Grab your jacket, your wallet and that secret part of you that just feels weirdly comfortable in supermarkets — we’re going shopping.

The long-awaited co-op grocery store Elm City Market opened last week, bringing the number of downtown grocery stores that sell fresh produce up to two.

The two new stores are especially significant/awesome, as they open their doors after a 2010 in which New Haven sort of became a food desert when Shaw’s closed down in February.

So now we have two options. One is healthy and vegan and reeks of community love or whatever. The second is homey, sells James Patterson books and — you guessed it — stacks Coke crates in funny ways. With our responsibility to you, our beloved readers, always on our minds, we at Cross Campus decided to venture out up to the heights of co-op crunchiness and to the commercial sprawl so far down Whalley even Ronnell Higgins would use the Yale Shuttle to get there to find out which greengrocer reigns supreme. This is Iron Grocer New Haven — let the battle commence.

Be price-wise

We honed in on some of the products Yalies are most likely to go looking for. What we found was surprising and perhaps could serve as evidence for the Market’s claim that it is a healthy store that doesn’t overcharge. Staples like Doritos, to-go salads and fresh cranberries cost the same at both locations.

Even more unexpected were the products that proved to be more expensive at Stop and Shop, like a one-liter bottle of Fiji water and a box of Cinnamon Toast Crunch cereal.

Don’t despair, though — the economies of scale you learned about in that regrettable foray into the abyss that is economics may still be a factor. Stop and Shop offered a number of bulk-buying deals that make specific products more affordable than they would be at the Market, such as a two for $5 offer on Chobani yogurt and a deal on strawberries. Who says you couldn’t be kinky and economical all at once?

Going the extra mile

What’s worth noting for the informed consumer is that each store has its own specialties. Considering the contrast in their philosophies, how this works is not difficult to imagine.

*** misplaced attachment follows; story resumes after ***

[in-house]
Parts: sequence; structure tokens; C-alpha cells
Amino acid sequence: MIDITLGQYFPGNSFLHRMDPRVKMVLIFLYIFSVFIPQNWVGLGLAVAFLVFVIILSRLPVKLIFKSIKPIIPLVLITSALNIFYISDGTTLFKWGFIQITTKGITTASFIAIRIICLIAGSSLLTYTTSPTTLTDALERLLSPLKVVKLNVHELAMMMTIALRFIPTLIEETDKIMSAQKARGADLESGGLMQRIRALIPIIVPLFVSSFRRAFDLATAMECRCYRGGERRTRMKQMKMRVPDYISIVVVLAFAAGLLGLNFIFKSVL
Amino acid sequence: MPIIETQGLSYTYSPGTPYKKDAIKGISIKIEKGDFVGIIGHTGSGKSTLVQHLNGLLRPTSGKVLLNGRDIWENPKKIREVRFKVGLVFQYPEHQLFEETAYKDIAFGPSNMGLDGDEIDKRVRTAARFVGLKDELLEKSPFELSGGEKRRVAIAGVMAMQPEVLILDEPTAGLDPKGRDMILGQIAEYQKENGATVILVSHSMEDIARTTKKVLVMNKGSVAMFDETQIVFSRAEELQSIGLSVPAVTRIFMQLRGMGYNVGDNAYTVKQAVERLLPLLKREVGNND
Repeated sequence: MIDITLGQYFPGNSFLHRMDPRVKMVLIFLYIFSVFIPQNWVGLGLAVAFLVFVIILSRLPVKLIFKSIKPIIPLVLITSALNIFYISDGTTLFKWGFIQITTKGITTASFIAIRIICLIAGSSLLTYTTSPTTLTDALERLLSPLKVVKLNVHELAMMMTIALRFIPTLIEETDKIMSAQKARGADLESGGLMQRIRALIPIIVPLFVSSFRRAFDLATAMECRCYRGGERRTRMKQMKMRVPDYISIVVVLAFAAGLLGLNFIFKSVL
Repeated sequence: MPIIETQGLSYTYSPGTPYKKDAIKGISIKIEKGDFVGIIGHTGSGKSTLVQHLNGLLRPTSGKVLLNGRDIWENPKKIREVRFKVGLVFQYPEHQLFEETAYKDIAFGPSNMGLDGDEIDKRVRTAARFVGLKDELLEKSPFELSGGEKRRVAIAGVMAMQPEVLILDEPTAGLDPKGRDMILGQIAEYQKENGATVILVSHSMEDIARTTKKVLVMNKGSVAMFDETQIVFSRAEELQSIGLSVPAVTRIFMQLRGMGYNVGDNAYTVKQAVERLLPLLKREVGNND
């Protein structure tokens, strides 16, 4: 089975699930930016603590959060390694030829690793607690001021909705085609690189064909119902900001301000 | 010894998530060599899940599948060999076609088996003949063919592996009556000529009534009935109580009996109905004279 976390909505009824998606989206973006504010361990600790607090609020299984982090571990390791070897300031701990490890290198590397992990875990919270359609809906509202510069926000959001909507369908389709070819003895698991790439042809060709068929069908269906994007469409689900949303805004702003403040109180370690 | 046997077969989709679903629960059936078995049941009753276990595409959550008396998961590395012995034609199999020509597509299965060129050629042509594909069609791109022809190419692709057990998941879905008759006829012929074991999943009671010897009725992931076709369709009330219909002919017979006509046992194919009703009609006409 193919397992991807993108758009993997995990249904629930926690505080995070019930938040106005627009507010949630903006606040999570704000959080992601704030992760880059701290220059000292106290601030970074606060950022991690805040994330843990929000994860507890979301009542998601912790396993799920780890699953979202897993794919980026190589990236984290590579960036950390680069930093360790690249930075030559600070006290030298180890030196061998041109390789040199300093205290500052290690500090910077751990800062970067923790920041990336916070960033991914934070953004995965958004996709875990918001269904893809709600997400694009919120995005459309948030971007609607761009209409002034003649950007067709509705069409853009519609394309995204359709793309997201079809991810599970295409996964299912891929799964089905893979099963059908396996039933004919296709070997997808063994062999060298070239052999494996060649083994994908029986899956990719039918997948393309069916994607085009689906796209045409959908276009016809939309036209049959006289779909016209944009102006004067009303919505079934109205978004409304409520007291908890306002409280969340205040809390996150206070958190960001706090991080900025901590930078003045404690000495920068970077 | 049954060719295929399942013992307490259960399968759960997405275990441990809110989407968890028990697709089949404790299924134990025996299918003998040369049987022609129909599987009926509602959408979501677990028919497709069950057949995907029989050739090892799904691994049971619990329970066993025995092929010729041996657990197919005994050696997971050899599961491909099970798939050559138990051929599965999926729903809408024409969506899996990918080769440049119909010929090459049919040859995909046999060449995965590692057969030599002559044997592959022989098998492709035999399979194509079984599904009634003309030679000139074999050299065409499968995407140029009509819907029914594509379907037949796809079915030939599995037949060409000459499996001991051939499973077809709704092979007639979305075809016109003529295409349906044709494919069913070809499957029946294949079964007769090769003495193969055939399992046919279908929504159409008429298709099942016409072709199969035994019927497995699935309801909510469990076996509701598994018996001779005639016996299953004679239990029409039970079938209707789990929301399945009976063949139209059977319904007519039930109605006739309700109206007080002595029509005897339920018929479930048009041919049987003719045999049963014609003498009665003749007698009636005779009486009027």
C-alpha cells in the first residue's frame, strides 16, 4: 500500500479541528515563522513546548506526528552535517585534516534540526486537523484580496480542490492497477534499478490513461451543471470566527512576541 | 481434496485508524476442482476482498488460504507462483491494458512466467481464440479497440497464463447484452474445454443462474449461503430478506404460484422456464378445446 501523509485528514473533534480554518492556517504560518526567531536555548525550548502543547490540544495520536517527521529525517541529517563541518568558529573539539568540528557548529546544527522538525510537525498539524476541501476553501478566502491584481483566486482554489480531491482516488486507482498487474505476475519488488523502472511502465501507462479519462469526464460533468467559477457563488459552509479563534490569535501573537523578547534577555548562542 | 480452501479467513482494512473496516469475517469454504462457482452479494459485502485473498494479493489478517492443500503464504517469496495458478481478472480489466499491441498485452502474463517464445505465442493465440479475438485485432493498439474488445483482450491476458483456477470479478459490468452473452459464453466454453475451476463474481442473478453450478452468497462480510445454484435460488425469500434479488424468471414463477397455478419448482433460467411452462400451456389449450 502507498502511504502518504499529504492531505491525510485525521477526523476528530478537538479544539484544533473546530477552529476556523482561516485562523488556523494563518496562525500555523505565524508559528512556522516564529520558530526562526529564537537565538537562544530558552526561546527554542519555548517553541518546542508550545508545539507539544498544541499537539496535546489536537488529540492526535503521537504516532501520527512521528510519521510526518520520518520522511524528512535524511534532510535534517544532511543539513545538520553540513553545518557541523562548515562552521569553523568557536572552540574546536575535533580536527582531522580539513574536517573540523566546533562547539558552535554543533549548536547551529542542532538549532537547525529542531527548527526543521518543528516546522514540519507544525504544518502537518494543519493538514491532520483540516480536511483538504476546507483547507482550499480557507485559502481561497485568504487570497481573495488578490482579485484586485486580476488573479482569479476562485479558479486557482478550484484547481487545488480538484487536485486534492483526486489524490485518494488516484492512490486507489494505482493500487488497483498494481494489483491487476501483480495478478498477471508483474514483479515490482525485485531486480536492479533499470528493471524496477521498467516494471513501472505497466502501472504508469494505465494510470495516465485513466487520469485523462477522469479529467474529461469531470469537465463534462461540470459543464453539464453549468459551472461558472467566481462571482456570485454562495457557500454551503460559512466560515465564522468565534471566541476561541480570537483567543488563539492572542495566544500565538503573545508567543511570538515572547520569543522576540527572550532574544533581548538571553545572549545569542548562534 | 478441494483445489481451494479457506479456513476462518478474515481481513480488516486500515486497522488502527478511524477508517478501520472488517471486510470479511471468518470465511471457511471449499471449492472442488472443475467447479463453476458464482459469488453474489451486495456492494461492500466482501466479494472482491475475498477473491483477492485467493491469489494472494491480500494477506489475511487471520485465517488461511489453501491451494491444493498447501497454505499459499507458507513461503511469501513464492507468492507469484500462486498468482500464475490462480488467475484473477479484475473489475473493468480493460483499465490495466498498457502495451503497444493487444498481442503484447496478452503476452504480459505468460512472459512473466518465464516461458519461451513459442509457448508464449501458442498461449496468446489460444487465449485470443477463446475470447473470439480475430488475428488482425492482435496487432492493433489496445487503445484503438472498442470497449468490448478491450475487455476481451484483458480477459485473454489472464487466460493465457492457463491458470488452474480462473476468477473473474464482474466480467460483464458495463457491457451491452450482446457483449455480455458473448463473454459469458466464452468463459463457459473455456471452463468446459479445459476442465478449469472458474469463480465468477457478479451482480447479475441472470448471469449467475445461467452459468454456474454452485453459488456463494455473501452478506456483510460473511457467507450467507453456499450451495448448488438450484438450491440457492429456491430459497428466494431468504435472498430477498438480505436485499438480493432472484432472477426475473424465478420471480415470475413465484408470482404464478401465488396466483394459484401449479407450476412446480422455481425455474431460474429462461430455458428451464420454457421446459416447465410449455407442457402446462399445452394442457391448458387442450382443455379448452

The Market stocks new age goodies you’d be hard-pressed to find elsewhere, a move that’s ideal for the consumer looking to peruse the range of Annie’s organic cereals being sold at non-Durfee’s prices that don’t look like phone numbers. It also features amenities like trail mix dispensers — think froyo, but crunchier — and an on-site café and kitchen that produce hot food and desserts. You can even grind your own coffee and truly feel your Earthly truth or some such.

Stop and Shop, on the other hand, trumps the Market in terms of sheer range. If you’re not looking for specialist products, the corporate grocery outlet might be all you need. Aisles and aisles of beautiful capitalist opportunities await. And scale allows more than just variety in packaged goods: despite the Market’s street cred, Stop and Shop’s offerings of fresh produce clearly outdo its competitor’s.

It’d be easy to dismiss the choice now facing grocery shoppers as a typical organic v. corporate battle. But the truth is that hidden complexity exists behind the scenes at each store, and neither is a typical example of the stereotype you’d expect them to represent. Go forth with open minds, readers. Just wash that lettuce before you munch it — bugs, be they uber-natural or industrially sterilized to crisps, are just, ew.